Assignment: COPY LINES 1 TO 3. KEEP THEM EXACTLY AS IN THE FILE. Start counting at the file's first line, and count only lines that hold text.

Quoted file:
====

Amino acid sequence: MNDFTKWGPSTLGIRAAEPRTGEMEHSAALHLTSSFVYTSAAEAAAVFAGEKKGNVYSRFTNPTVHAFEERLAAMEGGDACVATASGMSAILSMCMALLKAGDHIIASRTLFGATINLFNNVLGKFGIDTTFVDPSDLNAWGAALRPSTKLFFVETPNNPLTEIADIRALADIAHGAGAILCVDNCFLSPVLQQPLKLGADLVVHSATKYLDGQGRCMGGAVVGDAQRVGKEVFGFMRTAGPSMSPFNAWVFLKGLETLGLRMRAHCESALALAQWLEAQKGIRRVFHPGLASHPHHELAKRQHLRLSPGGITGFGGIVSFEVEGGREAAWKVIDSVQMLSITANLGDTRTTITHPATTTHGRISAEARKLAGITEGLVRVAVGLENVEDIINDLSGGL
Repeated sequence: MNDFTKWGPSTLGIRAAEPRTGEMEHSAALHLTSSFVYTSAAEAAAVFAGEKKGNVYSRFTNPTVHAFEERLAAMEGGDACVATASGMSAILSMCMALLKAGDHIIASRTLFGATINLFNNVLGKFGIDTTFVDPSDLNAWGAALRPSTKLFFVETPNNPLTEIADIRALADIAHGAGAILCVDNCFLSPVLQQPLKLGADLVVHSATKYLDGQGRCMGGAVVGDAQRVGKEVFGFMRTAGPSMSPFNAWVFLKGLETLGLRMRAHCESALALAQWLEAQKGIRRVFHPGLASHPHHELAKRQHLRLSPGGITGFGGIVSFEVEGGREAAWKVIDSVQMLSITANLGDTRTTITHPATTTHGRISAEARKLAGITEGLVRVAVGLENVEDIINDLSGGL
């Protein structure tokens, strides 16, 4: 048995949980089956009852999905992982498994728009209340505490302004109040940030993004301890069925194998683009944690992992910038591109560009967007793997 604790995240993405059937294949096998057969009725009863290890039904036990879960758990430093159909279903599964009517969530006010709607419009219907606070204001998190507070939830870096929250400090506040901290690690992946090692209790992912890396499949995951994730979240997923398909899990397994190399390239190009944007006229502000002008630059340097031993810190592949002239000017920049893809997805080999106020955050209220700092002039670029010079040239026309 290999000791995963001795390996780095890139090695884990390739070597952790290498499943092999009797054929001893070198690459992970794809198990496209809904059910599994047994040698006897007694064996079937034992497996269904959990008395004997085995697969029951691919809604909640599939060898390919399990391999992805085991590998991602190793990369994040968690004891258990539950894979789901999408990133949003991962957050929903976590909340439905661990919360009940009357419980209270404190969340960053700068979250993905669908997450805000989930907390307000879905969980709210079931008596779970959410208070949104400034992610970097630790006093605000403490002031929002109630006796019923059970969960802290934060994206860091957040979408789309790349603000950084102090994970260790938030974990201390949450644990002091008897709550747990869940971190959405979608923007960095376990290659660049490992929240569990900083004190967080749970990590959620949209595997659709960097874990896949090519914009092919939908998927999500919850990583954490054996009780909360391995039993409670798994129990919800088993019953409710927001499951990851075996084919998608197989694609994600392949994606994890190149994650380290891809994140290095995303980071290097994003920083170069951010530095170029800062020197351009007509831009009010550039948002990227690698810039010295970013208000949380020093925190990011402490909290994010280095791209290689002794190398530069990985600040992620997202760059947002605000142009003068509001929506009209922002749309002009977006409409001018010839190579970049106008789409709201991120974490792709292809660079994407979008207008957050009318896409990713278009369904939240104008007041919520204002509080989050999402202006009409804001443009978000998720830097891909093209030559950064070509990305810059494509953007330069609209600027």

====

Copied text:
Amino acid sequence: MNDFTKWGPSTLGIRAAEPRTGEMEHSAALHLTSSFVYTSAAEAAAVFAGEKKGNVYSRFTNPTVHAFEERLAAMEGGDACVATASGMSAILSMCMALLKAGDHIIASRTLFGATINLFNNVLGKFGIDTTFVDPSDLNAWGAALRPSTKLFFVETPNNPLTEIADIRALADIAHGAGAILCVDNCFLSPVLQQPLKLGADLVVHSATKYLDGQGRCMGGAVVGDAQRVGKEVFGFMRTAGPSMSPFNAWVFLKGLETLGLRMRAHCESALALAQWLEAQKGIRRVFHPGLASHPHHELAKRQHLRLSPGGITGFGGIVSFEVEGGREAAWKVIDSVQMLSITANLGDTRTTITHPATTTHGRISAEARKLAGITEGLVRVAVGLENVEDIINDLSGGL
Repeated sequence: MNDFTKWGPSTLGIRAAEPRTGEMEHSAALHLTSSFVYTSAAEAAAVFAGEKKGNVYSRFTNPTVHAFEERLAAMEGGDACVATASGMSAILSMCMALLKAGDHIIASRTLFGATINLFNNVLGKFGIDTTFVDPSDLNAWGAALRPSTKLFFVETPNNPLTEIADIRALADIAHGAGAILCVDNCFLSPVLQQPLKLGADLVVHSATKYLDGQGRCMGGAVVGDAQRVGKEVFGFMRTAGPSMSPFNAWVFLKGLETLGLRMRAHCESALALAQWLEAQKGIRRVFHPGLASHPHHELAKRQHLRLSPGGITGFGGIVSFEVEGGREAAWKVIDSVQMLSITANLGDTRTTITHPATTTHGRISAEARKLAGITEGLVRVAVGLENVEDIINDLSGGL
């Protein structure tokens, strides 16, 4: 048995949980089956009852999905992982498994728009209340505490302004109040940030993004301890069925194998683009944690992992910038591109560009967007793997 604790995240993405059937294949096998057969009725009863290890039904036990879960758990430093159909279903599964009517969530006010709607419009219907606070204001998190507070939830870096929250400090506040901290690690992946090692209790992912890396499949995951994730979240997923398909899990397994190399390239190009944007006229502000002008630059340097031993810190592949002239000017920049893809997805080999106020955050209220700092002039670029010079040239026309 290999000791995963001795390996780095890139090695884990390739070597952790290498499943092999009797054929001893070198690459992970794809198990496209809904059910599994047994040698006897007694064996079937034992497996269904959990008395004997085995697969029951691919809604909640599939060898390919399990391999992805085991590998991602190793990369994040968690004891258990539950894979789901999408990133949003991962957050929903976590909340439905661990919360009940009357419980209270404190969340960053700068979250993905669908997450805000989930907390307000879905969980709210079931008596779970959410208070949104400034992610970097630790006093605000403490002031929002109630006796019923059970969960802290934060994206860091957040979408789309790349603000950084102090994970260790938030974990201390949450644990002091008897709550747990869940971190959405979608923007960095376990290659660049490992929240569990900083004190967080749970990590959620949209595997659709960097874990896949090519914009092919939908998927999500919850990583954490054996009780909360391995039993409670798994129990919800088993019953409710927001499951990851075996084919998608197989694609994600392949994606994890190149994650380290891809994140290095995303980071290097994003920083170069951010530095170029800062020197351009007509831009009010550039948002990227690698810039010295970013208000949380020093925190990011402490909290994010280095791209290689002794190398530069990985600040992620997202760059947002605000142009003068509001929506009209922002749309002009977006409409001018010839190579970049106008789409709201991120974490792709292809660079994407979008207008957050009318896409990713278009369904939240104008007041919520204002509080989050999402202006009409804001443009978000998720830097891909093209030559950064070509990305810059494509953007330069609209600027």